Diem, the latest incarnation of the stablecoin project launched by Facebook in 2019, just announced it is winding down and selling its assets to SilverGate Capital, a specialist in digital currencies, for US$ 182 million (EUR 161 million).
One may remember the uproar triggered by the Libra announcement three years ago. Facebook, which now calls itself Meta, was positioning itself as a global cryptocurrency provider, with the goal to use its new currency to facilitate payments worldwide. A the time of the initial announcement, the launch date was set at mid-2020.
This initial project brought on board Visa, Mastercard, Paypal, PayU, Stripe, eBay, Lyft, Uber, Iliad, Vodafone, Spotify, among other blue chip names. However, it was instantly seen by governments and the financial community as a declaration of war! Governments reaffirmed the issuance of money was a prerogative of their Central Bank, making it a sovereignty issue, while leading financial players were discouraged from participating in the Libra project, Paypal was the first to drop out, followed by Visa, Mastercard, eBay, Stripe and others as the project was not gaining steam.
Now that the story is over, analysts' comments become public: “Facebook completely screwed this up, from the very beginning. They ignored the regulatory issues as well as the political implications of what they were doing, and it cost them dearly,” says Norbert Michel, vice president and director of the Cato Institute’s Center for Monetary and Financial Alternatives, as reported by TechMonitor. “Facebook’s reputation, and its perceived inability to maintain the privacy of its users, has been the main problem here,” adds Professor Ganesh Viswanath-Natraj, assistant professor of finance at Warwick Business School, also in TechMonitor.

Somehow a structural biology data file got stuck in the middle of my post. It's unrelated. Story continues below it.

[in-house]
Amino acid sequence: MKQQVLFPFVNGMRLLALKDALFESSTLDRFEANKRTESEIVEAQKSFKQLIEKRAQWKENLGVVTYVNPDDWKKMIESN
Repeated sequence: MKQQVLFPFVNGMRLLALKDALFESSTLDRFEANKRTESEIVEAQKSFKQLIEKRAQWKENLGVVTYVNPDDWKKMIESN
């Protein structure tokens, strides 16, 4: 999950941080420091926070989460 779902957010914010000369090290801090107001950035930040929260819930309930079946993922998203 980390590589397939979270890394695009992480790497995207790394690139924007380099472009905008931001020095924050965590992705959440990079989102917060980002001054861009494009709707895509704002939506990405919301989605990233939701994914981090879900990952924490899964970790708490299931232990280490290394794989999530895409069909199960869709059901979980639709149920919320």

The positive effect of Diem was to force many players to take sides. The fact that Facebook was considering a worldwide stablecoin, a cryptocurrency backed by tangible external assets, led many central banks to consider they could not be left out from the digital payments area. All governments agreed on the idea that leaving the control of money issuance and transactions to an entity like Facebook was way too dangerous: no one would supervise money issuance and Facebook is not known for its privacy protection nor its ability to control illegal activities.
Libra, and then Diem, became a trigger to take sovereign digital currency projects out of the drawers of some eccentric researchers and turn them into real projects, endorsed and supported to the highest level. This led to the current worldwide moves to CBDCs, the Central Bank Digital Currencies. The emergence of CBDCs, the most advanced being in China and Sweden, among others, has forced governments and central banks to reflect on their role and on the pieces of power they can leave to multinational corporations. Money issuance is not one of them!